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Digital Research GSX|
GSX Screen Shots
GSX is a display independent graphics library developed by Digital Research
for their CP/M-80 and CP/M-86 operating systems. It was also ported to
MS-DOS. GSX supports various sized displays, plotters, graphics printers
and mice. GSX uses vector based drawing, which permits images to scale
to different size or aspect ratio screens.
It abstracts the input and output devices in to installable device drivers.
A vendor could create a unique video display card, simply provide a driver
for it, and all GSX applications would automatically work without program
This was extremely important in the pre-IBM PC days, as every vendor's
hardware was different and incompatible. A software vendor might want to
create a graphical application for as many hardware platforms possible,
but would then be faced with the task of implementing support for hundreds
of systems and video options. Only to fall behind whenever a new system
However, there were only a few major commercial applications developed
for GSX: Digital Research's DR-Draw, DR-Graph, and DR-Logo (if anyone know
of any more, or has a copy of DR-Logo they would like to share, please
let me know)
The GSX system was used as the foundation for Digital Research's GEM.
GSX installs itself as a resident program in memory. The application
and GSX binaries files are independent. In theory an application should
not need to be recompiled to use different GSX versions or drivers.
If you have read about the history of Microsoft Windows, you may have
heard that it started off as a project called "Interface Manager" and it
was described as an "Installable device driver". That is essentially what
GSX is, and in all probability is what Microsoft was trying to mirror before
GSX is compatible with PC-DOS 1.1 and MS-DOS 1.x.
Digital Research DR-Graph is a chart creation program that can create
high quality business graphics on plotters or graphics printers.
Similarly, DR-Draw is a shape based drawing program that can create
high quality output on plotters or graphics printers.
In a way, running these on IBM CGA doesn't really do these programs
justice. IBM was stuck with CGA while other machines such as the NEC APC
or TI Professional Computer had higher resolution graphics.
DR-Draw and DR-Graph were available for CP/M-80 and CP/M-86 on numerous
machines. They were also ported to MS-DOS including non-IBM hardware compatibles.
In fact the above DR-Graph version is actually for the TI Professional
Computer (a non-IBM hardware compatible MS-DOS machine) but simply switched
to using IBM GSX drivers found with DR-Draw.
GSX does not define user interface controls. It is purely a graphics
In fact, DR Graph uses plain old text mode for its menus and data entry.
DR Graph switches to graphics mode when plotting a chart. It only uses
the mouse for certain selection options.
An interesting feature of DR Graph is that you may output your graph
to two different "displays". For example, on an IBM PC you may choose between
monochrome CGA and 4-color CGA.
Each "display" uses a different driver and need not be the same video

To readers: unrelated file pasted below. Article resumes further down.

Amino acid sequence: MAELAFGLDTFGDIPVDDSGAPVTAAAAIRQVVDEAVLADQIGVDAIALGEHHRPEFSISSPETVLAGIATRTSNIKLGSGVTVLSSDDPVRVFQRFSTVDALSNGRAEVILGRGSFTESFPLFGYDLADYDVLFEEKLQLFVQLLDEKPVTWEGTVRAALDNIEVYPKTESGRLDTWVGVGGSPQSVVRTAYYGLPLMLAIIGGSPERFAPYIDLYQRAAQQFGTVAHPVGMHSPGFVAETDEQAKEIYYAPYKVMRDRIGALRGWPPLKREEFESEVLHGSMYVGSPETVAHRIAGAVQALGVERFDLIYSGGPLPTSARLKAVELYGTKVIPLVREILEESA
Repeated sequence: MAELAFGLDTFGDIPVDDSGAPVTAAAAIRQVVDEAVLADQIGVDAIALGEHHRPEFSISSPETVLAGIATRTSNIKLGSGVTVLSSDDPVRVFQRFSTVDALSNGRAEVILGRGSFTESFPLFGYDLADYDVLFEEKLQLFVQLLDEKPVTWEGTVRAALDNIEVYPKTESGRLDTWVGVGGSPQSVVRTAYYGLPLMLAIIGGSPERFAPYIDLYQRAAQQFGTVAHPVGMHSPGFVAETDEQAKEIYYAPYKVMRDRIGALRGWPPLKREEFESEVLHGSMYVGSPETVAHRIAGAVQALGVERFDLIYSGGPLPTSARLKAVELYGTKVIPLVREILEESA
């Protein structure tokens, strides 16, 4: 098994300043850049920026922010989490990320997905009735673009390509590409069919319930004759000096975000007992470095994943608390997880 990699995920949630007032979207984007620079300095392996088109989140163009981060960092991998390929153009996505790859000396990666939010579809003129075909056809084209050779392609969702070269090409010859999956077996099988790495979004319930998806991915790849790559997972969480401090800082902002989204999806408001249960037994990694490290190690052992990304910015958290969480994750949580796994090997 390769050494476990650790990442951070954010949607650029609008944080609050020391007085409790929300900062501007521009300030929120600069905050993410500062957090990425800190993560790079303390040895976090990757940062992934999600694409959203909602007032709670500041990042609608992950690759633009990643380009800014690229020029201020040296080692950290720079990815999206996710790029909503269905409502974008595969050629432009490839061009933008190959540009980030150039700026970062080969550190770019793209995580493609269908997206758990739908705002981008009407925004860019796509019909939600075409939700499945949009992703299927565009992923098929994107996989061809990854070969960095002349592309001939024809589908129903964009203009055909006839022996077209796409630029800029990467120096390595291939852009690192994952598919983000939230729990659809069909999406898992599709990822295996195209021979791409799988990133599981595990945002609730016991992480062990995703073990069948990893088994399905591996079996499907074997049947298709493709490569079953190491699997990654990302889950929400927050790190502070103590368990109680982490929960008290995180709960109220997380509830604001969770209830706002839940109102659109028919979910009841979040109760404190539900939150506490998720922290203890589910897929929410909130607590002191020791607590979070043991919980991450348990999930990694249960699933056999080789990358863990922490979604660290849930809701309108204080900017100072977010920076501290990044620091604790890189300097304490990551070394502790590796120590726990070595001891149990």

card. In theory one might build their graph using normal CGA but output
it on a secondary monitor attached to a Hercules Monographics card or other
third party high resolution video device.
DR-Draw is a shape based graphics program rather than bit-mapped. This
enables your drawings to be rendered at a higher resolution on a plotter,
printer, or different display device.
DR-Draw supports drawing lines, filled polygons, circles, arcs, bars,
and text. Objects may be assigned a color, but the appearance depends on
the output device.
This version of DR-Draw is missing the font disk and additional drivers.
Unlike DR-Graph, DR-Draw runs entirely inside a GUI.
It presents a menu at the top of the screen. It is not selected by a
cursor, instead you move the mouse left and right and it highlights the
Messages, input, or sometimes a second menu are shown on a line below
While drawing or selecting objects, the mouse cursor appears as a "+".
GSX for DOS is compatible with the MS-DOS Microsoft Mouse driver. Depending
on the implementation, it can also use keyboard keys or other input devices
to move the cursor.
Here is an example of DR Draw running with a VGA driver.
John Elliott, who brought us VGA for Windows 1.0x, also backported some
GSX-86 1.3 drivers, including this VGA driver, from the published
GEM source code.
However, these drivers are buggy when used with DR Draw and DRGraph.
DR-Graph will not display the text menu screens, and DR-Draw will not draw
the menu fonts quite right.
GSX supports a number of video cards. Off hand there are native drivers
Interestingly, GSX drivers are designed so the same driver binary may operate
under both CP/M-86 and MS-DOS.
IBM CGA Monochrome
IBM CGA Color
Plantronics PC+ Colorplus Adapter
Hercules Graphics Card
Artist 2 Graphics Card
NCR Decision Mate V
TI Professional Computer
And possibly others.
Here is an example of DR-Graph outputting a graph to a VGA display.
It doesn't seem to handle colors right though.
There are also some interesting screen shots of GSX applications running
in emulation and outputting to a simulated graphics terminal here:
So in conclusion, GSX is not really much of a GUI, and not widely used,
but I believe it was influential in its time.